China ramps up efforts to alleviate drought for autumn harvest, impact of power shortage limited as 'heat wave to ebb away soon'
Extreme weather condition calls for 'emergency energy option'
By GT staff reporters Published: Aug 22, 2022 12:59 AM
As persistent severe heat wave and drought unseen in decades continue to test China's power generation capacity and autumn harvests, relevant government departments have ramped up multiple efforts to ensure power supply and alleviate the impact of the extreme weather on harvest. As the heat wave is expected to ebb away in the later part of August, experts predict the overall influence on the economy will be limited.
On Sunday, China's Central Meteorological Center (CMC) continues to issue red alert - the highest in China's four-tier weather warning system for extreme heat - marking the tenth consecutive days for the agency to publish such alarm.
More than 200 meteorological monitoring stations across the country show temperature in places including Southwest China's Chongqing, Sichuan, East China's Zhejiang and Northwest Shaanxi exceeded 40 C since August 1, media reported.
Meanwhile, some provincial capitals, including Nanjing and Nanchang, did not see a single drop of rain since August. Sichuan, a province which relies on hydropower for approximately 80 percent of its energy supply, is experiencing the most extreme heat wave, and least precipitation in history. The province initiated a top emergency response to ensure energy supply since Sunday.
As of Saturday, the daily hydropower generation capacity of Sichuan dropped by 51.1 percent to 440 million kilowatt-hours from a previous 900 million, media reported.
Xiao Min, a resident in Chengdu, capital of Sichuan province, who works for a tech company, told the Global Times that his company asked employees to work from home for the next week to save energy, and the local government sent him text messages suggesting not to turn the air conditioner lower than 26 C.
"I usually turn it higher than 28 C, and turn it off for a while after I feel cooler ... It needs everyone to take initiative to save energy," said Xiao.
The Shanghai on Sunday announced to turn off landscape illumination in certain bustling iconic spots, including the Bund, from Monday to Tuesday, to save energy.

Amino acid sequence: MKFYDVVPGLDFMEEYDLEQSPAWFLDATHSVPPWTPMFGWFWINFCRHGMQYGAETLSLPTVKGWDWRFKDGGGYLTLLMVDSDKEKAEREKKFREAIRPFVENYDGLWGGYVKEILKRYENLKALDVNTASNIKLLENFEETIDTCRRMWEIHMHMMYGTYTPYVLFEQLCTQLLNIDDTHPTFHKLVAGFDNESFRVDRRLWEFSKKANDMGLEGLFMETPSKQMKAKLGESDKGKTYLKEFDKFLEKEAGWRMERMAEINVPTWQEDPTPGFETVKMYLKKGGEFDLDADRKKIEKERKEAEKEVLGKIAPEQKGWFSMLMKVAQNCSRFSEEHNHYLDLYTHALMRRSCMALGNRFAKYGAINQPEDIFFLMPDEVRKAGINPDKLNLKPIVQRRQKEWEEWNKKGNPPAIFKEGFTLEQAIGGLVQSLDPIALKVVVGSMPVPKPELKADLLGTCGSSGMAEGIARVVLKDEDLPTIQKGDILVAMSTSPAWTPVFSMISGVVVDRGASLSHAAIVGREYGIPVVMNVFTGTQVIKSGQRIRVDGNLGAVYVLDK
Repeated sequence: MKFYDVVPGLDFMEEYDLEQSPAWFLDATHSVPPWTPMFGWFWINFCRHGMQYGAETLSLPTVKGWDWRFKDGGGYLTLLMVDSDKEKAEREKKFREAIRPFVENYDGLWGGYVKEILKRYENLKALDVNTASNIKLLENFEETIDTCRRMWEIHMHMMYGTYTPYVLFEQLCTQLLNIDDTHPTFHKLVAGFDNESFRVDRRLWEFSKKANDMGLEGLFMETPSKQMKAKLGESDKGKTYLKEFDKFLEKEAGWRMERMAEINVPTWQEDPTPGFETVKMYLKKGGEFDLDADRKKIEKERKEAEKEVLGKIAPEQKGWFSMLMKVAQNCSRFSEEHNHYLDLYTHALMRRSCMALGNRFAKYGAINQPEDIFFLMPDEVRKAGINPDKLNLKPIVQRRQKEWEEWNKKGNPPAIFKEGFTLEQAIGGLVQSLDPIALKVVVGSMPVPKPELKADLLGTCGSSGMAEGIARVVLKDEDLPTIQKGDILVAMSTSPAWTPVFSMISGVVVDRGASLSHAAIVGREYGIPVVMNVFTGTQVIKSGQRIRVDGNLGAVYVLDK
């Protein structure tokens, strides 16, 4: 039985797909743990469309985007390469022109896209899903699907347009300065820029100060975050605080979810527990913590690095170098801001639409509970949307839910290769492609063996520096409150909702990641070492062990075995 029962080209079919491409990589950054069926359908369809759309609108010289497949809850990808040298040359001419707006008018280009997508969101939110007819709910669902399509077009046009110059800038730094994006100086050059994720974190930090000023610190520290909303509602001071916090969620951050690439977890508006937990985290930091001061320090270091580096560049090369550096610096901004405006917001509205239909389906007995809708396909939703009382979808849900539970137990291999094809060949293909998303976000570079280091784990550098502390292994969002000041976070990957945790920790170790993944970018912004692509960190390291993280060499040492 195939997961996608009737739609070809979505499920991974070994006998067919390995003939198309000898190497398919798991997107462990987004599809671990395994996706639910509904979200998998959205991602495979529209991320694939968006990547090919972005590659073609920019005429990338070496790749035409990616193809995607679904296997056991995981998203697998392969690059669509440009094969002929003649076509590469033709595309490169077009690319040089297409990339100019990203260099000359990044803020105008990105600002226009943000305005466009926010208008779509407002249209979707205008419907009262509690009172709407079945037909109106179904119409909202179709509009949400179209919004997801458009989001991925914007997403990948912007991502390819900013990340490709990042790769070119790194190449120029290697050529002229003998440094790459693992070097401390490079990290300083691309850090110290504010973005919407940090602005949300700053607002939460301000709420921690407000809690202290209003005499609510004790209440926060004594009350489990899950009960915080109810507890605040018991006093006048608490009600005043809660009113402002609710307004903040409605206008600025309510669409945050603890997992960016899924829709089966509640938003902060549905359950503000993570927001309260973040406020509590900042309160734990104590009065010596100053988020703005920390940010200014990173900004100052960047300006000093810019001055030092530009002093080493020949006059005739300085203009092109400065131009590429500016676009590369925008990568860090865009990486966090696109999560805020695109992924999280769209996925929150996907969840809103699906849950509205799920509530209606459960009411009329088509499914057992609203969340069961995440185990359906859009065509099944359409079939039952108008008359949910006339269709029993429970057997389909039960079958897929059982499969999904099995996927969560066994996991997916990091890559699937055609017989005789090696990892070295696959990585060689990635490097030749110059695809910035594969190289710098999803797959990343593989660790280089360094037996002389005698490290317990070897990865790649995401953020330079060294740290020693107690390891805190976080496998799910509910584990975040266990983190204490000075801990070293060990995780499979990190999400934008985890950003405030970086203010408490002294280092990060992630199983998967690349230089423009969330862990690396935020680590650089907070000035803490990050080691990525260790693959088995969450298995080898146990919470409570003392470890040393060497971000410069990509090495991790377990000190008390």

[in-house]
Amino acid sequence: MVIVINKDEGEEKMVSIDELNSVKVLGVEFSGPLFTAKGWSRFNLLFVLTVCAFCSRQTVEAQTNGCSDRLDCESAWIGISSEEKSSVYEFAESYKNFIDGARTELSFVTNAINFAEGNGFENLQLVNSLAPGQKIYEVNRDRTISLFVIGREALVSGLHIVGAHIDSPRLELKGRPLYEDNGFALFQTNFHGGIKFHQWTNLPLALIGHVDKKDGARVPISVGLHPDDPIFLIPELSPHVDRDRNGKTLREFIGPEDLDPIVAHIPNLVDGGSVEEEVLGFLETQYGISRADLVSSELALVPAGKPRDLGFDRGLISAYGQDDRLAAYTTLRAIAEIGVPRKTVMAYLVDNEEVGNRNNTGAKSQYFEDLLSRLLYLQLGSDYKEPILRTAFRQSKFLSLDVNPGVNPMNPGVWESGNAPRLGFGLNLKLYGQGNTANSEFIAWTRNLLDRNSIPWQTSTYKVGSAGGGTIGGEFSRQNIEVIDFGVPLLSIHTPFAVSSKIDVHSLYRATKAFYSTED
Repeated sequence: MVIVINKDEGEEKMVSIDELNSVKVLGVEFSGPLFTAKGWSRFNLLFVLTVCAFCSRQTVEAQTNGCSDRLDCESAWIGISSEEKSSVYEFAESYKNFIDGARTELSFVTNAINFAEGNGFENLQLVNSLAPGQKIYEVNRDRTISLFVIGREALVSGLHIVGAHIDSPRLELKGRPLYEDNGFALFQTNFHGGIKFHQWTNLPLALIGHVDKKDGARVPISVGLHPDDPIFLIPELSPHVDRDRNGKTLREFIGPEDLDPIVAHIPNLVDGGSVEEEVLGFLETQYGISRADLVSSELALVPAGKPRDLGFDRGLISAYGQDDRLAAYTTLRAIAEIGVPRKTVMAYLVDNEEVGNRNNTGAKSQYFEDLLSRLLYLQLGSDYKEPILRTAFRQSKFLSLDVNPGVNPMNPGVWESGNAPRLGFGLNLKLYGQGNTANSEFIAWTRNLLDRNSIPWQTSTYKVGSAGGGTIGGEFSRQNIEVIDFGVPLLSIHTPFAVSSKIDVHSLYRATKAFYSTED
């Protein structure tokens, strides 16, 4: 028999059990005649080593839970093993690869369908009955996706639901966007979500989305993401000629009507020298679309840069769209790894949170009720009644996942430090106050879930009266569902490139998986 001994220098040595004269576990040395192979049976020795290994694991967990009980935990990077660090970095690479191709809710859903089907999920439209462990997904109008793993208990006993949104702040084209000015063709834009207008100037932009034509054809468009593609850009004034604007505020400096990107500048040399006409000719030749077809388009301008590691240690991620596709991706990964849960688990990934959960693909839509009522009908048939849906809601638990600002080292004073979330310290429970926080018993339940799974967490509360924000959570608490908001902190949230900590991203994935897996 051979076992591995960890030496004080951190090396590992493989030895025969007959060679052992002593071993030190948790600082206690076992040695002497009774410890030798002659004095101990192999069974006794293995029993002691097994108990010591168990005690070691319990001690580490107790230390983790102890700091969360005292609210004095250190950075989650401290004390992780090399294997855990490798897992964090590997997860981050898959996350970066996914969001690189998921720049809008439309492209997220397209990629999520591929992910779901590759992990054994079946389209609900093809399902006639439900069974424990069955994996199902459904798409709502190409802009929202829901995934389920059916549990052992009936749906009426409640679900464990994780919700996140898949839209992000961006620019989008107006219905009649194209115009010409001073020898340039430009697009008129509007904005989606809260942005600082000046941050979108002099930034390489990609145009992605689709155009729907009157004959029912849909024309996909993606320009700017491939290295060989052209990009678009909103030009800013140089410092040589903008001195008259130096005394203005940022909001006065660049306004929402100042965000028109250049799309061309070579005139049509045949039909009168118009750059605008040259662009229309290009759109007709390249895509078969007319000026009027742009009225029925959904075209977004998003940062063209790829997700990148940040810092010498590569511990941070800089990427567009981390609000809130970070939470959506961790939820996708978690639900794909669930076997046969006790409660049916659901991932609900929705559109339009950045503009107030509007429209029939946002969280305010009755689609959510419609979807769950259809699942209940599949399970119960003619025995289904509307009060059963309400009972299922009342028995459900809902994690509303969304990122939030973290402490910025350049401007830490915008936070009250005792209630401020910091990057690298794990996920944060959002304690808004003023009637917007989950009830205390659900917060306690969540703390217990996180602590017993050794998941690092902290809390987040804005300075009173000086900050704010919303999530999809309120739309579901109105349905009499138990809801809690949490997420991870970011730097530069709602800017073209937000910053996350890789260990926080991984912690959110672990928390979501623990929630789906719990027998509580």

This year's heat wave is the strongest since China started meteorological observations in 1961, and the longest, Sun Shao, a senior research fellow from the Chinese Academy of Meteorological Sciences, told the Global Times. Moreover, an official from the Ministry of Water Resources (MWR) said last week that the Yangtze River basin has had the lowest summer rainfall in six decades.
The drought in most areas of the Yangtze River basin is expected to worsen for at least the next 10 days due to continuous high temperatures and lack of rainfall, Sun told the Global Times, noting that later, the drought in the upper reaches of the Yangtze River will be eased as precipitation will improve but the precipitation in the middle and lower reaches of the river will still be low, making meteorological drought in those areas continue to develop.
He also worries that the drought in the upper stream of some rivers in China may continue to impact the hydro electricity supply in winter.
To alleviate the ordeal of power shortage in Sichuan, 50 emergency generator vehicles from 13 provincial level regions, including Beijing, Shanxi and Jiangsu have been arriving in Sichuan since Thursday to ferry the province out of the power shortage.
Chen Jia, an independent international strategy research fellow, said that the heat wave and drought, plus the fact that production resumption is speeding up in China after the COVID-19 flare-up was contained, and provinces are hiking industrial production capacity, have led to certain regions in China seeing tight energy supplies.